Falls among older adults have become a serious public health problem because they result in inevitable injuries, increase hospital admissions, threaten independence, and reduce quality of life. Falls, however, are preventable and can be reduced through exercise. There are currently a number of effective exercise-based fall interventions recommended by the Centers for Disease Control and Prevention (CDC) that can be used to address the problem of falls in older adults. However, there is little informed information on best practices in terms of comparative efficacy and cost effectiveness among the recommended intervention programs. This lack of information hinders policy makers, public health practitioners, health planners, aging service providers, and others in making decisions on how to effectively invest funds to implement the """"""""best"""""""" evidence-based fall prevention programs. This project is intended to narrow this knowledge gap. Our long-term goal is to create an effective, low-cost, scalable community-based Tai Chi program to help public health practitioners and community-based organizations address the problem of falls among older adults and to help older adults maintain their health and independence in the community, thereby reducing the drain on health care spending. The overall objective of this proposal is to conduct a comparative efficacy and cost-effectiveness study of an evidence-based fall prevention program-Tai Chi: Moving for Better Balance (TCMBB). Specifically, research in this proposal will address the following two questions of parallel importance: will TCMBB be more effective compared to a CDC-recommended Strength Training program? If so, will the TCMBB be more cost effective in terms of cost per fall prevented and quality adjusted life year gained? These questions will be addressed by conducting a randomized controlled trial aimed at testing the efficacy of TCMBB and Strength Training programs relative to a Stretching control on reducing fall rate and improving balance and physical functioning. It will also evaluate whether TCMBB, compared to Strength Training, will be more cost-effective, relative to the Stretching program. The study will also address the sustainability of the effects of TCMBB intervention on the proposed outcomes. At the conclusion of the study, we will have bridged an important research-to-practice gap on the cost effectiveness of different fall prevention programs and expanded our knowledge regarding how to best invest funds for intervention programs to address the pressing problems of falls in older adults and to meet Healthy People 2020 goals for improving the health, function, and life independence of community- dwelling older adults.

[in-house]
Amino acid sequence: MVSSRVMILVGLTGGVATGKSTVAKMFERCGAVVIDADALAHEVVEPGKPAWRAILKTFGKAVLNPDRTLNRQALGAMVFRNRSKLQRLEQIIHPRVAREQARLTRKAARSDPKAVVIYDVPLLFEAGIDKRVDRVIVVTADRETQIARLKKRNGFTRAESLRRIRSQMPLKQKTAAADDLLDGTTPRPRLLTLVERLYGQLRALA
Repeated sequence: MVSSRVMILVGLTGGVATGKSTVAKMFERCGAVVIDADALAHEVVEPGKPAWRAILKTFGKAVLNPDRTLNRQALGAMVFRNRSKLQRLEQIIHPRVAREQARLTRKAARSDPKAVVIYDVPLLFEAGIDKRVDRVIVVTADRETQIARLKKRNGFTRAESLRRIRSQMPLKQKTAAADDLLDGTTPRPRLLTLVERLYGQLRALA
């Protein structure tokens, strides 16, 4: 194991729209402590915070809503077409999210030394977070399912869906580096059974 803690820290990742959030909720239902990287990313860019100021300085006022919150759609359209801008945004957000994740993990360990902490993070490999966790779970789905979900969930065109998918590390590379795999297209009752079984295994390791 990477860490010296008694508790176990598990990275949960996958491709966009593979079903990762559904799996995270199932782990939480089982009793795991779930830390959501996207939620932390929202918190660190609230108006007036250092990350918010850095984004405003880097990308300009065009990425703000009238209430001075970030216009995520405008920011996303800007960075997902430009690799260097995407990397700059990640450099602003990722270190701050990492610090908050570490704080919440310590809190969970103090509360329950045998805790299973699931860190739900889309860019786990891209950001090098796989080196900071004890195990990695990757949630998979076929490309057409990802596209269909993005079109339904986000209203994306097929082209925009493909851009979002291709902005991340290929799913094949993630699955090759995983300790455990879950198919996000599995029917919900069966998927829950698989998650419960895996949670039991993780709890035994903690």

In the United States, at least one in every three adults aged 65 and older falls each year and fall-related injuries are a significant cause of premature mortality, disability, loss of independence, and early admission to nursing homes. Falls are also costly to health care systems. Although there are currently a number of evidence-based, exercise-related fall prevention programs recommended by the Centers for Disease Control and Prevention, little information is available to inform decision makers, policy makers, and health planners about the costs of these programs. This study will determine whether Tai Chi: Moving for Better Balance, one of the most commonly recommended and adopted exercise-based programs in the U.S., can be both efficacious and cost effective. If successful, this project will ill an important knowledge gap in the fall prevention field and satisfy an increasing community service need for efficacious, cost-effective, and community-based fall prevention programs.
|Li, Fuzhong; Eckstrom, Elizabeth; Harmer, Peter et al. (2016) Exercise and Fall Prevention: Narrowing the Research-to-Practice Gap and Enhancing Integration of Clinical and Community Practice. J Am Geriatr Soc 64:425-31|
|Li, Fuzhong; Harmer, Peter (2015) Economic Evaluation of a Tai Ji Quan Intervention to Reduce Falls in People With Parkinson Disease, Oregon, 2008-2011. Prev Chronic Dis 12:E120|